More WWTF: “The Duke of Burgundy”

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Mainstream websites such as philly.com, the online division of the  “Philadelphia Inquirer” describes The Duke of Burgundy as a straight-faced homage to 1970s European erotica, full of soft-focus nudity and soft-core kink.” Stephen Rea, in his review of UK auteur Peter Strickland’s film goes on to mention Italian soft-core king Jesus Franco and America’s Radley Metzger as influences on Strickland’s art and calls Duke a throwback to “more innocent times, when actresses with exotic names would strip off their costumes while embracing far-fetched scenarios – and one another.” 

Since I nurse tender feelings towards French film-maker Just Jaeckin’s original 1974 Emmanuelle and its leading lady, Sylvia Kristel, I decided to add it to my Netflix list.

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Sidse Babbette Knudsen in The Duke of Burgundy
 Go deeper – to hard-core cinephile sites like cinema-scope.com – and the dedicated viewer will unearth more complex (conservative viewers may call depraved) meanings. Control is a dominant theme – as in Sun  Choke  – but expressed in a much more subtle manner. The narrative revolves around a May- September lesbian couple (Sidse Babbet Knudsen, Chiara d’Anna), their S & M roleplay and lepidoptery. (The film’s title refers to a type of butterfly.)  There are film references and metaphors galore oozing just under the surface  But what a lush and sensual surface it is (cinematography by Nic Knowland).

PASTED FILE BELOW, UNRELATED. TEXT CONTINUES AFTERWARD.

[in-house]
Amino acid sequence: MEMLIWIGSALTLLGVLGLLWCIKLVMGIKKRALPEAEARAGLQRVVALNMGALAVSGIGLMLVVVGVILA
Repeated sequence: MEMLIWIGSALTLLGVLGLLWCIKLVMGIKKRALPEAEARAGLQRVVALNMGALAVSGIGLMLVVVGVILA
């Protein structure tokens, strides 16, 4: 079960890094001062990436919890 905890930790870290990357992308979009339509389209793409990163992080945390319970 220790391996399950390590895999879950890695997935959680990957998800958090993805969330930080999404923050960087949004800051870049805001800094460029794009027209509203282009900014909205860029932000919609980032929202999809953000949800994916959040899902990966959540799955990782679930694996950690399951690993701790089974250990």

Since I have not engaged in S & M roleplay personally, some of the references flew by me on the first viewing. (So that’s why the character portrayed by Ms. Knudsen drinks so much water.) Ms. Knudsen’s CV, incidentally, includes TV’s Westworld, Borgen (a Danish political drama in which she plays Denmark’s Prime Minister!) and a small role (opposite Tom Hanks) in the film A Hologram for the King.  Ms. d’Anna (a former geologist, according to “Rolling Stone”, who called the film “the kinkiest arthouse film of the year“) is the younger half of the duo. Both actresses play their roles in refreshingly natural fashion , as writer/director Strickland intended.
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Chiara d’Anna in The Duke of Burgundy
In the interview with cinema-scope. com’s  Jose Teodoro, Mr. Strickland makes the remark ” ….  I’m trying to embrace that disreputable or sleazy impulse, as the film we made clearly started as a Jess Franco tribute, though it ended up as something very different … ”  You’ve been warned (or intrigued).
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